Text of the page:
The next 3-player drill we use in the series (which was very aptly foreshadowed in the Forum Comments by Rick after Part 1) is to run the Wing Bounce drill the other direction so that the player bouncing off is pulling a teammate into the Safety Valve spot.  We have the defender step over the Read Line for the Safety Valve Back Cut.  Do this on both sides of the floor as well as with the ball starting at the top of the key.

The Tribe is all about collaboration - that's why we have this site, to share ideas. As active coaches, you are constantly in the lab with the Read & React and because of that, you have the unique ability to come up with great options, drills, and thoughts. Today, we start a three part Bounce Drill Series from Rich Czeslawski that he used to solidify Circle Movement habits - something a lot of Tribers struggle with (you can see another of his posts here). And, if you're uncertain as to what the Bounce Off is, it is explained in more detail here and here.

Bounce Drill Series: 3 Man Drills

Since our basketball epiphany and subsequent installation of Read and React two years ago, we have been able to very quickly and easily create the habits necessary to run the Read and React as a free flowing offense. The elusive “Great White Buffalo” for us has been Layer 4 – Circle Movement. For whatever reason, our players’ natural response to a teammate driving to the basket is to turn to stone, anchor their feet and hope the ball will be kicked out to them so they can take what is likely to be a contested jumper. They fully understand the benefit Circle Movement provides in increasing the amount of time they have to shoot as their defender must find them and recover to a new spot after helping, but the habit hasn’t quite taken root as quickly as others. After watching the movie Inception, and toying with the idea of using dream extraction to plant the habit in their subconscious minds, we decided we just didn’t have it in the budget to go that route and went searching for other answers. Our far less expensive solution was born out of a topic introduced by Rick Torbett at a Read and React clinic we hosted in May. Rick showed our players the merits of “bouncing off” when you drive and can’t get all the way to the rim. The idea is to keep your dribble and “bounce off” to the perimeter spot left open by the teammate circle moving on your initial drive. This concept has evolved into a series of drills we work on every day and has improved our Circle Movement more in two weeks than anything else we have tried in the previous two years! We start with two 3 Player Drills and although they are both shown on the right side of the court, we always drill on both sides in practice.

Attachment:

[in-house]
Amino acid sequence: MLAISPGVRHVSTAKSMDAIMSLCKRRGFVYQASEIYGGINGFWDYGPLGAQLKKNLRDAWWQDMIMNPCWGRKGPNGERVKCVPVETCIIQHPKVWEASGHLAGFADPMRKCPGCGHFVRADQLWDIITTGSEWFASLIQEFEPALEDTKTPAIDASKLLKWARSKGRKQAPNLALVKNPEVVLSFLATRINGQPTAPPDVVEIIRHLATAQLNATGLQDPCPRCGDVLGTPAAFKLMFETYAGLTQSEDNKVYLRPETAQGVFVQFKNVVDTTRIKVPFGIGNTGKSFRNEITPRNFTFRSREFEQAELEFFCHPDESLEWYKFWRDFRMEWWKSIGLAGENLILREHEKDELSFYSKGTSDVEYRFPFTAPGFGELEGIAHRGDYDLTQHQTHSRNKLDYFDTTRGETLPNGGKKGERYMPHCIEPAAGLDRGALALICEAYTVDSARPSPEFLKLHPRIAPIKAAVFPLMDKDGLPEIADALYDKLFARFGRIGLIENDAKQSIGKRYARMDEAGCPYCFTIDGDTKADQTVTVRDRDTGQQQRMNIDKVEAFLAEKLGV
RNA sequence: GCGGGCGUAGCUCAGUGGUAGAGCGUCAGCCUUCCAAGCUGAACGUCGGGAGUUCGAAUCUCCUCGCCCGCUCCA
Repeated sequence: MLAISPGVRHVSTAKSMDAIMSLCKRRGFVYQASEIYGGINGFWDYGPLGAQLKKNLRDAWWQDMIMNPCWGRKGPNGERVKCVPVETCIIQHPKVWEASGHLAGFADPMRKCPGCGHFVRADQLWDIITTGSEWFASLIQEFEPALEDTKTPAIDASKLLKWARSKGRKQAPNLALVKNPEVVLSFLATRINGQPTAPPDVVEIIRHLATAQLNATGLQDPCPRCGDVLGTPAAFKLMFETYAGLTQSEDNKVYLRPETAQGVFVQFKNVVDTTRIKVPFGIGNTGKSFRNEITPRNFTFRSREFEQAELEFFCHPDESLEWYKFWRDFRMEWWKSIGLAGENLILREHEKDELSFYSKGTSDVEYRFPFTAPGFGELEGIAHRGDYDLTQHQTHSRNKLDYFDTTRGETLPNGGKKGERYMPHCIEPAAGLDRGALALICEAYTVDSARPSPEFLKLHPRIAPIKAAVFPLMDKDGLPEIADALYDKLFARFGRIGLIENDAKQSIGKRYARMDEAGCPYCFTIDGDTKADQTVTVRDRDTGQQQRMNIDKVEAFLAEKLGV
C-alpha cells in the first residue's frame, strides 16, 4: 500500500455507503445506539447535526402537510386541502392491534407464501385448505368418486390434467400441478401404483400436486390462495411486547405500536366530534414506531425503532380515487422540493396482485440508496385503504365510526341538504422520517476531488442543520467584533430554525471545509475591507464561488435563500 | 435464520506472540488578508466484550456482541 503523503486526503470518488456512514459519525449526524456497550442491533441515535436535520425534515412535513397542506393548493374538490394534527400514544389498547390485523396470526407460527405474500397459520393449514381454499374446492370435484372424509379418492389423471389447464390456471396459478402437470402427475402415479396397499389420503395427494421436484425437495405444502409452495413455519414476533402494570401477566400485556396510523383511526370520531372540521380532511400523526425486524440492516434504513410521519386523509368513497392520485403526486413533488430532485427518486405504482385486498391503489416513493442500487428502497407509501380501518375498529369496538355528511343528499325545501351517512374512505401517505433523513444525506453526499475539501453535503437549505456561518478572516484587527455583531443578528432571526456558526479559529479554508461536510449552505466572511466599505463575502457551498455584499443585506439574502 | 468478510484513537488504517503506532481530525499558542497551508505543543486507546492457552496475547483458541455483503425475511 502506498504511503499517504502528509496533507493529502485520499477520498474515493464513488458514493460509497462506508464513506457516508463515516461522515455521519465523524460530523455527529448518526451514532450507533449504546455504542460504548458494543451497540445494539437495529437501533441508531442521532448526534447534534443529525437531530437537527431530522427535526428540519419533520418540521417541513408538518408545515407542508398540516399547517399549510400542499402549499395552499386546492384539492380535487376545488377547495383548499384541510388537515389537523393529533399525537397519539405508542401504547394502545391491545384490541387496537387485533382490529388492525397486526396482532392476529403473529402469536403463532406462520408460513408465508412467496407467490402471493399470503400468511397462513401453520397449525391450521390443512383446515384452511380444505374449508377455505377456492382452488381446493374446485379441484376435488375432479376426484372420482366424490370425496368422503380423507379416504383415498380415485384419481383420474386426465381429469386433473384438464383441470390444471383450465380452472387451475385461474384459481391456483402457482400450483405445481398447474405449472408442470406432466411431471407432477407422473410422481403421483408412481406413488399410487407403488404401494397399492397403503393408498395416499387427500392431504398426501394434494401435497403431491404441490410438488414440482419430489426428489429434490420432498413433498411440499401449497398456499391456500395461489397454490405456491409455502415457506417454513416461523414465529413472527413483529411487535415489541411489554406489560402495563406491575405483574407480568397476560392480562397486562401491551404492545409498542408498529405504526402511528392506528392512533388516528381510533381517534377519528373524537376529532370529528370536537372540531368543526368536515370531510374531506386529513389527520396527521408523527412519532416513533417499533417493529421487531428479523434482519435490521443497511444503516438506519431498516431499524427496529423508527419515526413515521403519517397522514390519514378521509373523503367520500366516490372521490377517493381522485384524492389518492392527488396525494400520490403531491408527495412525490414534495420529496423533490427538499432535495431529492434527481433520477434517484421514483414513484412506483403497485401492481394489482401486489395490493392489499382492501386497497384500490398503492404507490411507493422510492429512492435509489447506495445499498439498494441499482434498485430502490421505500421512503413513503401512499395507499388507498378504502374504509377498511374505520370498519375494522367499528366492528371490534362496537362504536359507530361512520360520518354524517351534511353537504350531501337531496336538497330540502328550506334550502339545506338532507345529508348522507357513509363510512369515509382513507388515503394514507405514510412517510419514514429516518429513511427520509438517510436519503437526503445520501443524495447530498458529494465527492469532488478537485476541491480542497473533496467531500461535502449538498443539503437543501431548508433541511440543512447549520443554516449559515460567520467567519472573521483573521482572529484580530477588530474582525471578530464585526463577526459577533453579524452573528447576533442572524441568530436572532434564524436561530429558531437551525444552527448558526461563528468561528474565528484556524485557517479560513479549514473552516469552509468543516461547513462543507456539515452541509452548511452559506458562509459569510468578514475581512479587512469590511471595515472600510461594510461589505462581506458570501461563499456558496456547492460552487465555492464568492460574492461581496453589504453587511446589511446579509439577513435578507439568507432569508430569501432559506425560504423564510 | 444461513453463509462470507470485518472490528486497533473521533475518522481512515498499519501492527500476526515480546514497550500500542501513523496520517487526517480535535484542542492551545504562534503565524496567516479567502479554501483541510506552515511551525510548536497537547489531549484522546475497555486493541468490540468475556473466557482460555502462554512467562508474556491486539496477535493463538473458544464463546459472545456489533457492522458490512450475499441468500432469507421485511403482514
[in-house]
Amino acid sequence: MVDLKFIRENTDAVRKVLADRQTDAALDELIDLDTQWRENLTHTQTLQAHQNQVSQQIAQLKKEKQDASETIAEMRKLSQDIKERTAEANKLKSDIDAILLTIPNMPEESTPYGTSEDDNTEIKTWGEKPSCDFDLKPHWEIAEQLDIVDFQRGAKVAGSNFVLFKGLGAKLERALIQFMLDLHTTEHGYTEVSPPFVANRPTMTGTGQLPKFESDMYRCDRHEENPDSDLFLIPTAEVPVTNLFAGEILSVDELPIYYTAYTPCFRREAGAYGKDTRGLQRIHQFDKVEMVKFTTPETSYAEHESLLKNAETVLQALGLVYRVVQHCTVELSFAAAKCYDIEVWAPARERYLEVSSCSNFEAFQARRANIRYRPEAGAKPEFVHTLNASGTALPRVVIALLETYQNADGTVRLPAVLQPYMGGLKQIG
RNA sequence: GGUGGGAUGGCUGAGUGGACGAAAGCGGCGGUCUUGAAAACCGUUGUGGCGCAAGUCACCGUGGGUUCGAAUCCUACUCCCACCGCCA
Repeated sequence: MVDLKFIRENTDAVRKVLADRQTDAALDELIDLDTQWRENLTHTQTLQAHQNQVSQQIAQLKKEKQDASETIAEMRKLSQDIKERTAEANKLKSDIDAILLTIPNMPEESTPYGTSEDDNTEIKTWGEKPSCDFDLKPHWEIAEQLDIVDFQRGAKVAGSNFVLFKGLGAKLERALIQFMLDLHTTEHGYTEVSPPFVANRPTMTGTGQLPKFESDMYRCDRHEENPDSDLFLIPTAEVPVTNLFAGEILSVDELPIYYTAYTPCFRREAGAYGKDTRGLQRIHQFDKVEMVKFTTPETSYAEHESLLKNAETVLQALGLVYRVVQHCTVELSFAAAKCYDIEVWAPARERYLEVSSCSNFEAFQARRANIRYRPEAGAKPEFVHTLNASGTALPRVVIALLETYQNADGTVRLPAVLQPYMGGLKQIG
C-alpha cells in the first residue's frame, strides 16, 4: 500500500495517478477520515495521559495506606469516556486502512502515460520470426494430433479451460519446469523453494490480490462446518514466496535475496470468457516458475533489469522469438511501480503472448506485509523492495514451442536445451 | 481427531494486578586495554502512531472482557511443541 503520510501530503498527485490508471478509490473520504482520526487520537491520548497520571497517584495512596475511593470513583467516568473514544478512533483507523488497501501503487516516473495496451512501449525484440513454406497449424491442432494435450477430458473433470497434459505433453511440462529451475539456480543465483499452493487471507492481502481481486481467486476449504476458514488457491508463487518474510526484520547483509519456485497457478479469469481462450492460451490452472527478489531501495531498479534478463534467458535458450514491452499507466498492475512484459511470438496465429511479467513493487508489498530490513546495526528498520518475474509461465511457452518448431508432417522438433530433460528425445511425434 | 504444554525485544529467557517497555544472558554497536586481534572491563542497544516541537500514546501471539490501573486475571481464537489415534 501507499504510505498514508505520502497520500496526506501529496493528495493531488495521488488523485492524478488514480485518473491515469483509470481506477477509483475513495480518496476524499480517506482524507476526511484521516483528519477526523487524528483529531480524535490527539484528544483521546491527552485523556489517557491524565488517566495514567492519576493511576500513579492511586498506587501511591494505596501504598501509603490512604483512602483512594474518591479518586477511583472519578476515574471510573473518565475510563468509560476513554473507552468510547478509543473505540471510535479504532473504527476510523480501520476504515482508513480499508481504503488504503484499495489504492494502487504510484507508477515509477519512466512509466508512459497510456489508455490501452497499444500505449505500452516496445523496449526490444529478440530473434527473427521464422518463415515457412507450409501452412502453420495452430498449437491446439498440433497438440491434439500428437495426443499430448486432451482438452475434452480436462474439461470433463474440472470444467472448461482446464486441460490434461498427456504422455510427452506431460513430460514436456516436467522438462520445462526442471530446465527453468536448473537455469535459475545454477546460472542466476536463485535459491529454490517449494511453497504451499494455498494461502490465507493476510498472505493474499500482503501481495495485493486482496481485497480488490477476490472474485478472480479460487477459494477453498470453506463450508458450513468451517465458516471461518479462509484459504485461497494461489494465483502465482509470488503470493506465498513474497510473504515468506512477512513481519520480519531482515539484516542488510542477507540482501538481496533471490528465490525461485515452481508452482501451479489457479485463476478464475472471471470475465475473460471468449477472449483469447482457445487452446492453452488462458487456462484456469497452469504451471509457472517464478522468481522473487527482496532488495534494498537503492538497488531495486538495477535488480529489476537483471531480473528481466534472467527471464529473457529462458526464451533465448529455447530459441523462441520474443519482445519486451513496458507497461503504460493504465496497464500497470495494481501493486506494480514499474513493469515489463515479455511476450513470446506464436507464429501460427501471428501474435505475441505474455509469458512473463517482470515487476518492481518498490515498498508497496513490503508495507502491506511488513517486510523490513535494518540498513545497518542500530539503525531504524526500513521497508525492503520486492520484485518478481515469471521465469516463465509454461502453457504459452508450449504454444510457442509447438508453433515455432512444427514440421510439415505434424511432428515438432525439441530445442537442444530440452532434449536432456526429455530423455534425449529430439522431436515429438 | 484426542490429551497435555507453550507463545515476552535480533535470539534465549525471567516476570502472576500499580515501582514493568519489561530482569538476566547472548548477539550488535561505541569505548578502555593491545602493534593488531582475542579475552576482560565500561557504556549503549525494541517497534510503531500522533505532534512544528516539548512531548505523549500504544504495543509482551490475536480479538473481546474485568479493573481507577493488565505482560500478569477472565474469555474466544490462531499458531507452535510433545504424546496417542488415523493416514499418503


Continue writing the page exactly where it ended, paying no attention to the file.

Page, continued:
One of my favorite parts of the Read & React is that a coach can infuse it with his own personality. There are a ton of ways the Offense can be adjusted to your style of play, your strengths and weaknesses, your personnel, etc. In fact, this blog has a bunch of ideas to help you do just that. But, those adjustments must happen within the framework of the Offense or you slowly move away from the Read & React and back into traditional motion offense. So, where does the X-Cut question fall? Let's go through it. In the Read & React the very first rule that you learn is: If you pass, you must basket cut. Simple. The problem some coaches spot within the specificity of that rule is that now you can no longer pass and screen away. And, eventually you start to miss the screen away. So, a coach who misses the screen away and loves the Read & React (these are not mutually exclusive) gets an idea. What if I changed the Pass & Cut rule just a bit? What if after you pass you could either basket cut or make an X-cut with the player one spot away? That would achieve the screen away and send someone to the basket. And, best of all, it seems like it won't mess anything up with the other layers of the offense. That question has created a rousing debate in a couple of forum threads over the last few months and I thought it was just about time to post an official answer on the Tribe. (You can also read Rick's thoughts which delve into the difference between Read & React and Motion Offense here). I discussed this with Rick the other day and we came up with the following response.